I had an experience the other day that reminded me of why I do what I do, professionally speaking :). It was an opportunity to share my philosophy with others who work with trauma survivors. From the difficulties survivors experience to the incredible growth they are capable of. I left feeling re-energized and more dedicated to the clients I work with.
As I spoke about what drew me to this work and my approach to helping clients heal, I was reminded of the strength, courage, and resilience of childhood trauma survivors. I am truly amazed at your willingness and ability to heal.
The purpose of this post is to provide hope and give acknowledgment to those whose lives have been impacted by sexual abuse. Maybe a survivor, or someone who cares about, or is in, a relationship with someone who is a survivor. However, before I continue with that piece, it is important to have a basis for the reality of how many people are affected by sexual abuse.
Depending on where you find the statistics, 1 in 3 girls and 1 in 5 boys are sexually abused before they reach the age of 18. Think about what that number really means. I’m sure each of you have at least 3 females, and very likely 5 males in your life. Which means you likely know at least 2 people who have been sexually abused. Maybe, one of those people is you.
The impact of childhood sexual abuse can be devastating to a person’s life. From the very moment the abuse occurres, the child’s reality is forever changed. The affects can range from low self-esteem to severe depression and suicidal behaviors (with many other affects and symptoms somewhere in the middle). It impacts intimate relationships and can change the direction of a child's life.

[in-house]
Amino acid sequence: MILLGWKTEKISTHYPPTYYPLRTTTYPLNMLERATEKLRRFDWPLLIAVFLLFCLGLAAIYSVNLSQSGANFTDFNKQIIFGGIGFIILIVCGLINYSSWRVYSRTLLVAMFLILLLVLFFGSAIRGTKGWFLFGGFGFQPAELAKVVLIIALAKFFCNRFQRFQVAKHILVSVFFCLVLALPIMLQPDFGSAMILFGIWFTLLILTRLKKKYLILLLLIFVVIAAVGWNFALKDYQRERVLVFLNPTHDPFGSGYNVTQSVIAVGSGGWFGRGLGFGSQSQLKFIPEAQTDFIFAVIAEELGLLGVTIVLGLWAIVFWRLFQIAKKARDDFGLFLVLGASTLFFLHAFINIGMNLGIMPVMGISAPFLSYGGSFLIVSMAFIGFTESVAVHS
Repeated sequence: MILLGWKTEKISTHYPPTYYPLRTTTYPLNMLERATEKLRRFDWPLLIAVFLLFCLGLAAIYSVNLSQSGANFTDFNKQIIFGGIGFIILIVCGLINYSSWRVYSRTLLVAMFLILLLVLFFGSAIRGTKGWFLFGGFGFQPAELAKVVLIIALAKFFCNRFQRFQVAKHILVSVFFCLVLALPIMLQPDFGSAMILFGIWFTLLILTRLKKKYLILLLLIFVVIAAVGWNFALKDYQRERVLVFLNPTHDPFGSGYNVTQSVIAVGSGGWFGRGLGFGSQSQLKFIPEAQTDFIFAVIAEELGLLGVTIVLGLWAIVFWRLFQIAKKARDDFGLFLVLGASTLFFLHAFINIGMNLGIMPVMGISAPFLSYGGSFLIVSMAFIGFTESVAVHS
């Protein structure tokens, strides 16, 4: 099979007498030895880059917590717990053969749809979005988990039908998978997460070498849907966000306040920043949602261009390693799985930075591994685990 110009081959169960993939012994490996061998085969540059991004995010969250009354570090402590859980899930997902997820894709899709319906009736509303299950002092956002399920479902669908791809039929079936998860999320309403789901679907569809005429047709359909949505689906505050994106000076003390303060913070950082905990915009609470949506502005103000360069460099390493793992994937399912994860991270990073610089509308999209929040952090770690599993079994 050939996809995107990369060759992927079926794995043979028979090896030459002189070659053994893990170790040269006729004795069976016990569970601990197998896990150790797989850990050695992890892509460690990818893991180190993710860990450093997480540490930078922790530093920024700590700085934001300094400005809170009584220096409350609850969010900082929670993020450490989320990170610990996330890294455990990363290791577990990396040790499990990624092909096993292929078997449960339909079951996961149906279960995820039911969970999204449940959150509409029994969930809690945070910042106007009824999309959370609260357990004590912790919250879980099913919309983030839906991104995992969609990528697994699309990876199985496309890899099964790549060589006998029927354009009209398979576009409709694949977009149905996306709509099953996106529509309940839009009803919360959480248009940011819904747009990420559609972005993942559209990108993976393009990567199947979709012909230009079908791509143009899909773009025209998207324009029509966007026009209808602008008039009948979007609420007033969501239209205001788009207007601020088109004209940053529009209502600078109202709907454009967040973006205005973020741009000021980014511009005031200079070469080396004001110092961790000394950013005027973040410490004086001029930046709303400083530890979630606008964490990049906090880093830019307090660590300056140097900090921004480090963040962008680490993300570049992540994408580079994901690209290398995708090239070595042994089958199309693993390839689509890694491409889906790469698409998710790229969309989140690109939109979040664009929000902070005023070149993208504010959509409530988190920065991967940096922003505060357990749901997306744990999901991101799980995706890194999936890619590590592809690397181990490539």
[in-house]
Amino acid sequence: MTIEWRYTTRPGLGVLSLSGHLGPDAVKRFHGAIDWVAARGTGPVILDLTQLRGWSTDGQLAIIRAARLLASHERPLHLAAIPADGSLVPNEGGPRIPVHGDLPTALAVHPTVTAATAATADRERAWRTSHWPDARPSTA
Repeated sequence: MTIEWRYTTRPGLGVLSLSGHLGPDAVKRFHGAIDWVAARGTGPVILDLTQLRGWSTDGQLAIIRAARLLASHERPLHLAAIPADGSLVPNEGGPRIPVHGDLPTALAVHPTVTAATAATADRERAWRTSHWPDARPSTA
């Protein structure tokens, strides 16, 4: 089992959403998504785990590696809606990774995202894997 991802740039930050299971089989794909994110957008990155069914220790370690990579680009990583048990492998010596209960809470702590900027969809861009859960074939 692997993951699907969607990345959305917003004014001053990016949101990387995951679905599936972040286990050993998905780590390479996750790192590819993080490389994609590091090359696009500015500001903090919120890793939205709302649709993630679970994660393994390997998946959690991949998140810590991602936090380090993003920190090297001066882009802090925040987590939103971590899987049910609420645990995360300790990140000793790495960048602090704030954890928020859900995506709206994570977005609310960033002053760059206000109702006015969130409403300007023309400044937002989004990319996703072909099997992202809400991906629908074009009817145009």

So, getting back to my increased dedication and feeling of being reenergized…. . When I left the meeting I found myself thinking about the clients I’ve had over the years who had the strength and courage to risk opening up to a stranger with the hope of “getting better”, even when they may not have had any idea what that even meant. For some, it was the first time they ever shared anything about their experience. For others, I was one, in a long list of people they’d shared with. For many of those, their previous experience of sharing was not particularly helpful. And yet, here they were, willing to try again. This, in and of itself, is pretty amazing.
As a therapist, there is nothing more gratifying than to see a client who has struggled with having any sense of who they really are to becoming the person they might have been. Well….at least not for me.
Thank you to all of you who have/are allowing me to be a part of your healing journey.